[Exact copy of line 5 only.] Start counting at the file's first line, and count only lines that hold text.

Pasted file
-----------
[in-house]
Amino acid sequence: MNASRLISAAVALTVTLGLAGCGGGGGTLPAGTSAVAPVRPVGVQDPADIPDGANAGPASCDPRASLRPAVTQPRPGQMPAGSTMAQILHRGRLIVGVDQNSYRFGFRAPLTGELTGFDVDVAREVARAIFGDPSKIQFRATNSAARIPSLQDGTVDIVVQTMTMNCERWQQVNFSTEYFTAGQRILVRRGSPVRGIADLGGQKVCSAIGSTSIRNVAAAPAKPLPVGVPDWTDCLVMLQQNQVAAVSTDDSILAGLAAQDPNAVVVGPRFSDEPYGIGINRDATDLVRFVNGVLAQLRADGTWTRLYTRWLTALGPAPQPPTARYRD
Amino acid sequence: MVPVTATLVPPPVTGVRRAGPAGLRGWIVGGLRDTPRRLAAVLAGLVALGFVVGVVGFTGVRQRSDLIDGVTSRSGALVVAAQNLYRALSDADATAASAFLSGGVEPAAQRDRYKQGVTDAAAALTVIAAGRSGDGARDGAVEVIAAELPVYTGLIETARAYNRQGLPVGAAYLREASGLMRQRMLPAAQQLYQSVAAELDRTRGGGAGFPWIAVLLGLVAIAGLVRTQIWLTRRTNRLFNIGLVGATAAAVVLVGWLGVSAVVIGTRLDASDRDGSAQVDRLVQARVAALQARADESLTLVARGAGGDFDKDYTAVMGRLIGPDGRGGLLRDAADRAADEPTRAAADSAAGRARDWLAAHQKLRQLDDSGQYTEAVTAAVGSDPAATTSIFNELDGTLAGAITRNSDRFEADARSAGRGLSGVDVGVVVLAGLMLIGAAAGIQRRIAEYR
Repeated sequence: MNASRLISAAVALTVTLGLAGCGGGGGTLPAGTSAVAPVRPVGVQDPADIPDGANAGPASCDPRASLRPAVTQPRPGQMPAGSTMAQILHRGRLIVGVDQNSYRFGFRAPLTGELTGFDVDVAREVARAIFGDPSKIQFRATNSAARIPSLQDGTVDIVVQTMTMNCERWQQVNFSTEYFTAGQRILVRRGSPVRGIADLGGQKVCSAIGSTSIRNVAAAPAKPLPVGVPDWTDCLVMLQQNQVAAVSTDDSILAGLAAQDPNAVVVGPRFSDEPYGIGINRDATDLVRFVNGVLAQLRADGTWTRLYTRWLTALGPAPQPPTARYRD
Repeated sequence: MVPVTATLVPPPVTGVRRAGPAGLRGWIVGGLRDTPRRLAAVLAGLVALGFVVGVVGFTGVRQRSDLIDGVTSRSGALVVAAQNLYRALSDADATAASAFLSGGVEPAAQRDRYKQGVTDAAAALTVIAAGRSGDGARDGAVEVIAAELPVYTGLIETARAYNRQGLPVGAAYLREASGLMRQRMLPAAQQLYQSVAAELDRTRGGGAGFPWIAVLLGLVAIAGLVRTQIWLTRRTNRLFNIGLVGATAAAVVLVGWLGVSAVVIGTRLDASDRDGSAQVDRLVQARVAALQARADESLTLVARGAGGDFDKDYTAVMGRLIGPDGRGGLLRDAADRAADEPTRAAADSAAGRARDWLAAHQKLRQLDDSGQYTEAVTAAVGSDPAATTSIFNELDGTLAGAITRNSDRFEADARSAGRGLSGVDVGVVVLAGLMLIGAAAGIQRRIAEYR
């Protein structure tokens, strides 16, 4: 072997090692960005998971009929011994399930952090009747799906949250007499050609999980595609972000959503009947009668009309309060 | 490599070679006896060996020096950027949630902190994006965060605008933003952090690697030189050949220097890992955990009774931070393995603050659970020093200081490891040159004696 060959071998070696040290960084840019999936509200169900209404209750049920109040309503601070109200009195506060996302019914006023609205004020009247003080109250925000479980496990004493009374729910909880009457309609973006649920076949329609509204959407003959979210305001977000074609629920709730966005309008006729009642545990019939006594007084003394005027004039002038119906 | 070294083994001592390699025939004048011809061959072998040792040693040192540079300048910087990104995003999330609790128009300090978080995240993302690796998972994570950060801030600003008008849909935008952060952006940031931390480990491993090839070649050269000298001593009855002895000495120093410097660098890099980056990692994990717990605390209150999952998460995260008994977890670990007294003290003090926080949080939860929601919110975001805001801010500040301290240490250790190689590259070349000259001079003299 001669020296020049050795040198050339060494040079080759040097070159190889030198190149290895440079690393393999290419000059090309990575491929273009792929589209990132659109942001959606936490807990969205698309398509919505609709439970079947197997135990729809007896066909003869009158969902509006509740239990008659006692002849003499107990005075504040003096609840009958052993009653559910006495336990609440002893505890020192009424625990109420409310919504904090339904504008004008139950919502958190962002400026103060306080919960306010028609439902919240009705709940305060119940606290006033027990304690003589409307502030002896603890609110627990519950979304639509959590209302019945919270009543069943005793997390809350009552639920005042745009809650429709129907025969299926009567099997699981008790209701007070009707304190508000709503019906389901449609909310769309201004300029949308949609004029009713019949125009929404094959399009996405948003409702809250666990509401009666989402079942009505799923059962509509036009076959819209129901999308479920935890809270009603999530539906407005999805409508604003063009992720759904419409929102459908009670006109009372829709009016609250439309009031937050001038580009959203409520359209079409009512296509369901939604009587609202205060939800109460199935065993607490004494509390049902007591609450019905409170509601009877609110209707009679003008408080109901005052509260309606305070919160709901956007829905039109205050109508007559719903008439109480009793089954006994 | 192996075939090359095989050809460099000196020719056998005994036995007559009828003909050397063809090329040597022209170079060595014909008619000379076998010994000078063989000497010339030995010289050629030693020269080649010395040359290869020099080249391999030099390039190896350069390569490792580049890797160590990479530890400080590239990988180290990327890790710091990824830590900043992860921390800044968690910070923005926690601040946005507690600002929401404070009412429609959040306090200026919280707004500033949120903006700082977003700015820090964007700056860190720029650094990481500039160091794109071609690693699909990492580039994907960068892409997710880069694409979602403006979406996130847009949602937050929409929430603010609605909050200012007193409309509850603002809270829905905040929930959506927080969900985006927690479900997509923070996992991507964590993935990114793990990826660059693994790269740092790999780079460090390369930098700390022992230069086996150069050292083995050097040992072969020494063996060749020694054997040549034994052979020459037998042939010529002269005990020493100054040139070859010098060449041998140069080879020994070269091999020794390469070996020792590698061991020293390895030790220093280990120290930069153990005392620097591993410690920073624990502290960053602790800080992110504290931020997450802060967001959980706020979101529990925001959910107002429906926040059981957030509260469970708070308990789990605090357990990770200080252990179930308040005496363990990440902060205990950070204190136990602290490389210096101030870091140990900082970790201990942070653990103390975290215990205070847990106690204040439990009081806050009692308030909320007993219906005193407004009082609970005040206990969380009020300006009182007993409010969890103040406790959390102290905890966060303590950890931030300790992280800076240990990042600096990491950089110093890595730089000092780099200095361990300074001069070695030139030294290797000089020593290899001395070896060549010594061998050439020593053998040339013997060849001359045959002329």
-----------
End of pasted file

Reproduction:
Repeated sequence: MVPVTATLVPPPVTGVRRAGPAGLRGWIVGGLRDTPRRLAAVLAGLVALGFVVGVVGFTGVRQRSDLIDGVTSRSGALVVAAQNLYRALSDADATAASAFLSGGVEPAAQRDRYKQGVTDAAAALTVIAAGRSGDGARDGAVEVIAAELPVYTGLIETARAYNRQGLPVGAAYLREASGLMRQRMLPAAQQLYQSVAAELDRTRGGGAGFPWIAVLLGLVAIAGLVRTQIWLTRRTNRLFNIGLVGATAAAVVLVGWLGVSAVVIGTRLDASDRDGSAQVDRLVQARVAALQARADESLTLVARGAGGDFDKDYTAVMGRLIGPDGRGGLLRDAADRAADEPTRAAADSAAGRARDWLAAHQKLRQLDDSGQYTEAVTAAVGSDPAATTSIFNELDGTLAGAITRNSDRFEADARSAGRGLSGVDVGVVVLAGLMLIGAAAGIQRRIAEYR